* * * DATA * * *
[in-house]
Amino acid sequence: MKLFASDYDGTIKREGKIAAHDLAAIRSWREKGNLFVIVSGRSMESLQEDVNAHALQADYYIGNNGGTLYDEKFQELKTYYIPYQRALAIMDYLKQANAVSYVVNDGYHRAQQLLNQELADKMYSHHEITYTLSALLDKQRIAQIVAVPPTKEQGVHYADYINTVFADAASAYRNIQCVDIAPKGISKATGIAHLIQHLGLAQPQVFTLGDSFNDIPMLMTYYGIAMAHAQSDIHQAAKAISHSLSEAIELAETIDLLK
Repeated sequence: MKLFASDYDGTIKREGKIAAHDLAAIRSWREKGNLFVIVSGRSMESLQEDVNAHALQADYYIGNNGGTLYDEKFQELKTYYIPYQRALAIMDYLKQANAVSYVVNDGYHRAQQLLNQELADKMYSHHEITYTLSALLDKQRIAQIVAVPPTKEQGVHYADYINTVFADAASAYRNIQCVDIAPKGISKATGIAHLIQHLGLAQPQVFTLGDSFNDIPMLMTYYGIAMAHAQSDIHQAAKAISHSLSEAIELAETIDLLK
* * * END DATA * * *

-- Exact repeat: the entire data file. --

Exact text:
[in-house]
Amino acid sequence: MKLFASDYDGTIKREGKIAAHDLAAIRSWREKGNLFVIVSGRSMESLQEDVNAHALQADYYIGNNGGTLYDEKFQELKTYYIPYQRALAIMDYLKQANAVSYVVNDGYHRAQQLLNQELADKMYSHHEITYTLSALLDKQRIAQIVAVPPTKEQGVHYADYINTVFADAASAYRNIQCVDIAPKGISKATGIAHLIQHLGLAQPQVFTLGDSFNDIPMLMTYYGIAMAHAQSDIHQAAKAISHSLSEAIELAETIDLLK
Repeated sequence: MKLFASDYDGTIKREGKIAAHDLAAIRSWREKGNLFVIVSGRSMESLQEDVNAHALQADYYIGNNGGTLYDEKFQELKTYYIPYQRALAIMDYLKQANAVSYVVNDGYHRAQQLLNQELADKMYSHHEITYTLSALLDKQRIAQIVAVPPTKEQGVHYADYINTVFADAASAYRNIQCVDIAPKGISKATGIAHLIQHLGLAQPQVFTLGDSFNDIPMLMTYYGIAMAHAQSDIHQAAKAISHSLSEAIELAETIDLLK